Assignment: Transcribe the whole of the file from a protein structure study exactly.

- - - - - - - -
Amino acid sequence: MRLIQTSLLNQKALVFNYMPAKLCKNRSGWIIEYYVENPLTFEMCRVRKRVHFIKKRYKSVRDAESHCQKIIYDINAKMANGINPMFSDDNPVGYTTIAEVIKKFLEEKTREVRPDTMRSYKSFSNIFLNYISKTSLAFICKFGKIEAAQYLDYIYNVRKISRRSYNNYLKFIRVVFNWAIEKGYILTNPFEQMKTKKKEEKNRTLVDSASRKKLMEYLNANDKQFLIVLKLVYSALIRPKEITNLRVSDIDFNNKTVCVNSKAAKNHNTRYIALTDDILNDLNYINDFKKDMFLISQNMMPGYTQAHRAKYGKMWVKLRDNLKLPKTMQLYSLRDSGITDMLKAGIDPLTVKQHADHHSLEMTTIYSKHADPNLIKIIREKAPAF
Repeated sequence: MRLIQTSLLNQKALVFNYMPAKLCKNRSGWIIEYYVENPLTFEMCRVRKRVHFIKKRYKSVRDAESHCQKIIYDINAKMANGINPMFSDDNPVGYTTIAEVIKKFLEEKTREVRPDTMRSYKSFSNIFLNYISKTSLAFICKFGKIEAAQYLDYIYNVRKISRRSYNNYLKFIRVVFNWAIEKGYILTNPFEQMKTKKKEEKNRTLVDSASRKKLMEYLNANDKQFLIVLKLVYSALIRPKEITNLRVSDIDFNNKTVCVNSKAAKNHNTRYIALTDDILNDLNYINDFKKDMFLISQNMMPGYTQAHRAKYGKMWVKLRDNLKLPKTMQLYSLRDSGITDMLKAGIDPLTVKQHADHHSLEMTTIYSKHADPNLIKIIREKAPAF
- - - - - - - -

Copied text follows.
Amino acid sequence: MRLIQTSLLNQKALVFNYMPAKLCKNRSGWIIEYYVENPLTFEMCRVRKRVHFIKKRYKSVRDAESHCQKIIYDINAKMANGINPMFSDDNPVGYTTIAEVIKKFLEEKTREVRPDTMRSYKSFSNIFLNYISKTSLAFICKFGKIEAAQYLDYIYNVRKISRRSYNNYLKFIRVVFNWAIEKGYILTNPFEQMKTKKKEEKNRTLVDSASRKKLMEYLNANDKQFLIVLKLVYSALIRPKEITNLRVSDIDFNNKTVCVNSKAAKNHNTRYIALTDDILNDLNYINDFKKDMFLISQNMMPGYTQAHRAKYGKMWVKLRDNLKLPKTMQLYSLRDSGITDMLKAGIDPLTVKQHADHHSLEMTTIYSKHADPNLIKIIREKAPAF
Repeated sequence: MRLIQTSLLNQKALVFNYMPAKLCKNRSGWIIEYYVENPLTFEMCRVRKRVHFIKKRYKSVRDAESHCQKIIYDINAKMANGINPMFSDDNPVGYTTIAEVIKKFLEEKTREVRPDTMRSYKSFSNIFLNYISKTSLAFICKFGKIEAAQYLDYIYNVRKISRRSYNNYLKFIRVVFNWAIEKGYILTNPFEQMKTKKKEEKNRTLVDSASRKKLMEYLNANDKQFLIVLKLVYSALIRPKEITNLRVSDIDFNNKTVCVNSKAAKNHNTRYIALTDDILNDLNYINDFKKDMFLISQNMMPGYTQAHRAKYGKMWVKLRDNLKLPKTMQLYSLRDSGITDMLKAGIDPLTVKQHADHHSLEMTTIYSKHADPNLIKIIREKAPAF